In 1967, as editor of The Press-Enterprise, Hays supervised the publication of a series of more than 100 articles exposing abuse of authority by a judge who served as the conservator for the Agua Caliente Indians in Palm Springs. The paper won the Pulitzer Prize for Social Service for the articles in 1968. In 1984 and 1986, Hays, a champion of open government, won two separate U.S. Supreme Court cases that established the right of the public (and the press) to attend jury selection in criminal trial proceedings and to attend pre-trial hearings in criminal cases with few exceptions.
The son of migrant farm workers, Tomàs Rivera grew up to be an educator, writer, and the chancellor of the University of California Riverside in 1979. He was the first minority person to hold that position at a University of California campus.
As tribal chairman of the Agua Caliente Band of Cahuilla Indians, Richard Milanovich negotiated ground breaking intergovernmental land use agreements that were models nationwide. The Department of the Interior awarded him the Legacy of Land Award. He was appointed to the Native American Stewardship Committee of the Autry National Center, and served as chair of the Department of the Interior’s Special Trustee Advisory Board for American Indians.
Justice Richard T. Fields
When chosen as a commissioner in 1991, Justice Fields became the first African-American jurist in the history of Riverside County. In April 2000, Justice Fields became the first African-American judge in Riverside County.
Kay Berryhill Smith and Carolyn Confer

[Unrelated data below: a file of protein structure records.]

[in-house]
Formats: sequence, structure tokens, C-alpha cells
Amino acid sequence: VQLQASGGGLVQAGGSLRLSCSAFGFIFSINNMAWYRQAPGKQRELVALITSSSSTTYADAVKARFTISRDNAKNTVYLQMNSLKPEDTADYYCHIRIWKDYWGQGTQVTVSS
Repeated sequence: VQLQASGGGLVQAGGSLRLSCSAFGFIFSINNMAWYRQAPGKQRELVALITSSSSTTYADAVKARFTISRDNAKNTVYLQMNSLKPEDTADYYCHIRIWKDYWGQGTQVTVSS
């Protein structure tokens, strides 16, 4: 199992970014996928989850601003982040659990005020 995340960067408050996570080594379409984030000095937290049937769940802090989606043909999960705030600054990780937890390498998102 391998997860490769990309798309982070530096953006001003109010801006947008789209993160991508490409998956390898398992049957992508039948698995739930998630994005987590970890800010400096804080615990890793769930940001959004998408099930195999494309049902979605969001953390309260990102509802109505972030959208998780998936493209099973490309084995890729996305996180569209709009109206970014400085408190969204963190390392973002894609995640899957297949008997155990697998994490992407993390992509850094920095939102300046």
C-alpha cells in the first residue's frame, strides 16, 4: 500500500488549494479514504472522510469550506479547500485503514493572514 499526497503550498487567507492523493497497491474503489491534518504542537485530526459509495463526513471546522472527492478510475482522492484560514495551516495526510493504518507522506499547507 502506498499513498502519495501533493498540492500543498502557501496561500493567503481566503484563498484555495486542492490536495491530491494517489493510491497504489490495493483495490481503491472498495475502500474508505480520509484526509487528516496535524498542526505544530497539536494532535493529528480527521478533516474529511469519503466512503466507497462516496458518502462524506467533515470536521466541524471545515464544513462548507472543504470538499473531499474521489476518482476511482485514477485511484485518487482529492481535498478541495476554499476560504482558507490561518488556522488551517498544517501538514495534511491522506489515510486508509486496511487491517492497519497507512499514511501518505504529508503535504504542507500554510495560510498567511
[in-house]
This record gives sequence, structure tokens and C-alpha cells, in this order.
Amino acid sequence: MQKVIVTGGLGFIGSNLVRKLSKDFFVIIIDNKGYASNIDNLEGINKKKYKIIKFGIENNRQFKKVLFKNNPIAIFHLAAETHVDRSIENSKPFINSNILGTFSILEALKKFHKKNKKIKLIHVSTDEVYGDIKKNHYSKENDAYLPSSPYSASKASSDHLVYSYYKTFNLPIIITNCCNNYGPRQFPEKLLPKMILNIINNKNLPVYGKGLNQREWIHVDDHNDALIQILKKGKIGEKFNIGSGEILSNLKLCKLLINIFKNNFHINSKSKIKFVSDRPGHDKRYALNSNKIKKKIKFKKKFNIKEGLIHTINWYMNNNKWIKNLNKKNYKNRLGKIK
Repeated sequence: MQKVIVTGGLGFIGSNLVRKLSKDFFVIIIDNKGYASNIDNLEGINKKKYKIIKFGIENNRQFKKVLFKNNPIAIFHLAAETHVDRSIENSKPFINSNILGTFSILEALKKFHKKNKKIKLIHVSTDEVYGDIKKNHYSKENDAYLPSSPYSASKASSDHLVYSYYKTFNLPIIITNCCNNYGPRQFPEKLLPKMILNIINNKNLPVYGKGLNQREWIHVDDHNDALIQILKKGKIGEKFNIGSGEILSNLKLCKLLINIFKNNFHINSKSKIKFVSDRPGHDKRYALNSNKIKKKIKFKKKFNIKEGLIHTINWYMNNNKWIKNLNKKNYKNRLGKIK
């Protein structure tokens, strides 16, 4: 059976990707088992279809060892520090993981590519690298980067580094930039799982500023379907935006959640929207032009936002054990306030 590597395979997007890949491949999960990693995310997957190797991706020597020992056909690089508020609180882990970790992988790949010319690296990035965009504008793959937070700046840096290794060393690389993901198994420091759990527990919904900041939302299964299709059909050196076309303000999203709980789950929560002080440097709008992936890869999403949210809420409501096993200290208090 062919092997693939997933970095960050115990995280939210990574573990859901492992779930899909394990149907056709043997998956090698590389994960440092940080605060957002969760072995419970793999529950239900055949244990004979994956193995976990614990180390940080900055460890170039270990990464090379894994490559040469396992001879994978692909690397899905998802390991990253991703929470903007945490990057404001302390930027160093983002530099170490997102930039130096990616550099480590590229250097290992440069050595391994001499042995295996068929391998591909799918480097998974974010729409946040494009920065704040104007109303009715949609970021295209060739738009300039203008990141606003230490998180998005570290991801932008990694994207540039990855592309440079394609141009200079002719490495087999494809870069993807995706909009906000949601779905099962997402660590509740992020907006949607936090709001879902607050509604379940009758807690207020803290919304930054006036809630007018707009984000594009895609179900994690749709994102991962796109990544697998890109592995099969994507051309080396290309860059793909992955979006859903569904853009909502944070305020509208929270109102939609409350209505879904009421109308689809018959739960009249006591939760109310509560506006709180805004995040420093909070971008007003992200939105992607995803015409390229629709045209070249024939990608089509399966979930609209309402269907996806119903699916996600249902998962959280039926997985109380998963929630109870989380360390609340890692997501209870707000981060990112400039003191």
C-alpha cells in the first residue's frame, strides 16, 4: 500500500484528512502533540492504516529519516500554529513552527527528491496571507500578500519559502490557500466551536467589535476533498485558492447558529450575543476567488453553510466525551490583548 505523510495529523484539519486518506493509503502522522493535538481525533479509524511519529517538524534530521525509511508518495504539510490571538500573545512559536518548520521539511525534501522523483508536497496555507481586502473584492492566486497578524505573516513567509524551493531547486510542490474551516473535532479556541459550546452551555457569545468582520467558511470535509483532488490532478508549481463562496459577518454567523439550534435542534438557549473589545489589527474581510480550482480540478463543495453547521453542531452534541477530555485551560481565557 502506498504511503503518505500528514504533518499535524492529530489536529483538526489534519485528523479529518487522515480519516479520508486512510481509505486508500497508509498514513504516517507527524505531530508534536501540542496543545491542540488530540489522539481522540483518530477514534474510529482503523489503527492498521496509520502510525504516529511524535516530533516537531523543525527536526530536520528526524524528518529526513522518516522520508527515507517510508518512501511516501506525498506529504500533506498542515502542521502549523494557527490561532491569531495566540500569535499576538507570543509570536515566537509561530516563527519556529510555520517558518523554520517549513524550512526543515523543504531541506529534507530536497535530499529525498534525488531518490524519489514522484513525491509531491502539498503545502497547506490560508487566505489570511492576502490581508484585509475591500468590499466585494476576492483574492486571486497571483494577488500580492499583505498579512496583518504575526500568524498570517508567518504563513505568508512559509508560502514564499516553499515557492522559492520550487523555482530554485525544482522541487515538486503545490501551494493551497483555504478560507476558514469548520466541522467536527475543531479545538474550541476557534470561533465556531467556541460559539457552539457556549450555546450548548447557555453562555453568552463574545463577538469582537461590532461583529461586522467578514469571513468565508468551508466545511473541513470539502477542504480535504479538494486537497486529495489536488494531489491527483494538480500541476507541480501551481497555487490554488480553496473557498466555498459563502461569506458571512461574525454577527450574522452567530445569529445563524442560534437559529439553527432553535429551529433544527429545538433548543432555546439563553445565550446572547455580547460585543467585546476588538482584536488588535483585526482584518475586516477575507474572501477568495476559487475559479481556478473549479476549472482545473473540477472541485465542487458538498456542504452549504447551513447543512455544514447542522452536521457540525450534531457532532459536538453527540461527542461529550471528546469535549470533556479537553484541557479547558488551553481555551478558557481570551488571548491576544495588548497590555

Carolyn Confer, as assistant city attorney of the City of Riverside, defended the city against a lawsuit that sought to force the city to put a discriminatory measure against homosexuals and persons with AIDS on the ballot.
She was also a key member of Lambda Legal, a party to defense of the suit and an advocate for LGBT rights. Riverside was the first exception to win against a national campaign of such discriminatory measures. Both Carolyn and Kay organized community and political support to stop the campaign in the region. Kay and Carolyn founded PACE, a regional gay and lesbian political action committee. Kay and Connie married in 2008, just four months before Kay’s death.
Judge Virginia A. Phillips
On September 9, 2010, Judge Virginia A. Phillips ruled in Log Cabin Republicans v. United States of America that the ban on service by openly gay service members was an unconstitutional violation of the First and Fifth Amendments. On October 12, 2010, she granted an immediate worldwide injunction prohibiting the Department of Defense from enforcing the “Don’t Ask Don’t Tell” policy and ordered the military to suspend and discontinue any investigation or discharge, separation, or other proceedings based on it.
Juan Felipe Herrera
Born to migrant farmworker parent, Juan Felipe was named the nation’s first Chicano Poet Laureate in 2015, shortly after his retirement from the Tomàs Rivera chair at the University of California, Riverside. Many of his works focus on civil rights themes including 187 Reasons Mexicanos Can’t Cross the Border: Undocuments 1971-2007 and Border-Crosser with a Lamborghini Dream as well as several of his children’s books.